Matthew Sakiestewa Gilbert
Department Head, American Indian Studies
Professor, American Indian Studies
Matthew Sakiestewa Gilbert is Professor and Head of the Department of American Indian Studies at the University of Arizona. He is an enrolled member of the Hopi Tribe from the village of Upper Munqapi. Centering his research and teaching on Native American history and the history of the American West, he examines the history of American Indian education, the Indian boarding school experience, and American Indians and sport. In addition to publishing articles and books on Hopi history, he has produced a documentary film -- Beyond the Mesas -- on the Hopi experience at off-reservation Indian boarding schools, including Sherman Institute, Stewart Indian School, and the Phoenix Indian School.
In his current book project, Modern Encounters of the Hopi Past, he analyzes the ways Hopi people operated within and beyond their ancestral lands, including their participation in the U.S. military, American film industry, various music ensembles, and higher education. It is a history that seeks to understand the Hopi past by examining the life experiences of Hopìit themselves. It places the people and their voices at the center of the story and aims to demonstrate how they navigated distant lands beyond their mesas. It examines Hopi encounters of the outside world and highlights moments when the outside world also encountered the Hopi. Similar to the works by other Native scholars, this book is tribal specific, unapologetically so, and deeply grounded in his identity as a Hopi individual. In this regard, it is a personal history, but one that is closely connected to larger events and themes in Hopi and American society.
Modern Encounters of the Hopi Past has been informed by his two previous monographs. His first book, Education beyond the Mesas: Hopi Students at Sherman Institute, 1902-1929 (University of Nebraska Press, 2010), examines the Hopi experience at Sherman Institute, an off-reservation Indian boarding school in Riverside, California. Advancing the contributions of other scholars in the fields of history, education, and indigenous studies, Gilbert uncovers the complex ways that Hopi history and culture intersected with U.S. government policies. In addition to providing an historical narrative, the book challenges the notion that a study on the Indian boarding school experience must be understood primarily through a defined framework of Indian education policies. Highlighting Native agency, the book also explores the many ways that Indian pupils -- Zunis, Navajos, Apaches and other Indian people -- brought their identities to school and how they responded to their boarding school experience as people from indigenous communities.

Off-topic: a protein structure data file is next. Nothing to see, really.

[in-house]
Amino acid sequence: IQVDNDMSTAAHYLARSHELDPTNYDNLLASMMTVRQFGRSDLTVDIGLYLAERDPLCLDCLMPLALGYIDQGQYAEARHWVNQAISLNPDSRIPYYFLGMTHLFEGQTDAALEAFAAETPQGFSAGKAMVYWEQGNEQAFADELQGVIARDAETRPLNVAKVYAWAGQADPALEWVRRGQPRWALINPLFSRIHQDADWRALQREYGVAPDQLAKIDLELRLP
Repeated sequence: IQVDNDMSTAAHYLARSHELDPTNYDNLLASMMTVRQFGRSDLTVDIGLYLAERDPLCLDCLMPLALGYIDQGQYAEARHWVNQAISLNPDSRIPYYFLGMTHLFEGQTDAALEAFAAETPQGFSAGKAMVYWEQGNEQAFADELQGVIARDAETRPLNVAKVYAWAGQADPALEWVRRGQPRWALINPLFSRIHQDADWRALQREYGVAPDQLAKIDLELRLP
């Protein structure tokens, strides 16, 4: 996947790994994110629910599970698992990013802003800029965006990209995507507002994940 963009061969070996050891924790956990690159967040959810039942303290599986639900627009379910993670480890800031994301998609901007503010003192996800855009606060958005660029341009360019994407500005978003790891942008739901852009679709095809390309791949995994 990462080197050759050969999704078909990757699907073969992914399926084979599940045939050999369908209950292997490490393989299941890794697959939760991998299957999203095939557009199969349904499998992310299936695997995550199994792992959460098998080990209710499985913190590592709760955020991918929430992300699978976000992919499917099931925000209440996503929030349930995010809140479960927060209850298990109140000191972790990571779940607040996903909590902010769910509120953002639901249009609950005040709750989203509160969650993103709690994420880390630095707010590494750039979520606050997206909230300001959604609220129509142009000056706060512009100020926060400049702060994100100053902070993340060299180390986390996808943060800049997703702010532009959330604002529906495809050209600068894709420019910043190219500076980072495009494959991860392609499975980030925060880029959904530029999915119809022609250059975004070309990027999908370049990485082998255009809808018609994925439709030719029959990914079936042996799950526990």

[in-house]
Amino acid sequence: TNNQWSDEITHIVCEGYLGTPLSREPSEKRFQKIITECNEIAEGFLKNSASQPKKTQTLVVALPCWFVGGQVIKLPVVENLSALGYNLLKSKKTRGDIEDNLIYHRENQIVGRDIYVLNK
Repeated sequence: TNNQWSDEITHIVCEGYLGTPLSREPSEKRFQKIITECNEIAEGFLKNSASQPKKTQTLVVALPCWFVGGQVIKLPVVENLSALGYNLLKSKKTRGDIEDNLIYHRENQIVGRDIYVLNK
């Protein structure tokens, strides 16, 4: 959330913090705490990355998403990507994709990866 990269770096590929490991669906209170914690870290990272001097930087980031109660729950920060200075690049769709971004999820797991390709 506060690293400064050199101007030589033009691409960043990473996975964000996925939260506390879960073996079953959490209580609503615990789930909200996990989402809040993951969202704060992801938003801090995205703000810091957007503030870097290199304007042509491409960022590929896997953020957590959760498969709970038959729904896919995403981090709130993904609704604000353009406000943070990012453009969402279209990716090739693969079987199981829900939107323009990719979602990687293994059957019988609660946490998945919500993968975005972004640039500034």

In his second monograph, Hopi Runners: Crossing the Terrain between Indian and American (University Press of Kansas, 2018, Winner of the 2019 David J. Weber-Clements Prize), he examines the ways Hopi marathon runners navigated between tribal dynamics, school loyalties, and a country that closely associated sport with U.S. nationalism. He calls attention to Hopi philosophies of running that connected the runners to their village communities and to the internal and external forces that supported and strained these cultural ties when Hopis competed in U.S. marathons. He argues that between 1908 and 1936, the cultural identity of Hopi runners challenged white American perceptions of modernity and placed them in a context that had national and international dimensions. This broad perspective linked Hopi runners to athletes from around the world, including runners from Japan and Ireland, and caused non-Natives to reevaluate their understandings of sport, nationhood, and the cultures of indigenous people.
His work and expertise on Hopi running has been featured in a ESPN documentary film entitled "Run Hopi" by Scott Harves and various news outlets, including the University of Illinois News Bureau and The News-Gazette.
In addition to his research and writing, he is co-editor of the Indigenous Education series with the University of Nebraska Press, and serves on the Editorial Board of the Journal of Sport and Social Issues. He is a member of the advisory board for the exhibit Resilience: Stories of the American Indian Boarding School Experience (The Heard Museum, Phoenix, AZ), and serves on the Board of Directors for the Amerind Museum (Dragoon, AZ) and a Community Advisory Board member for Arizona Public Media (Tucson, AZ).
Prior to his current post, he served as Professor of History and Director of the American Indian Studies Program at the University of Illinois at Urbana-Champaign. He also taught as an adjunct faculty in history at the University of Redlands, Azusa Pacific University, San Bernardino Valley Community College, and The Master’s University.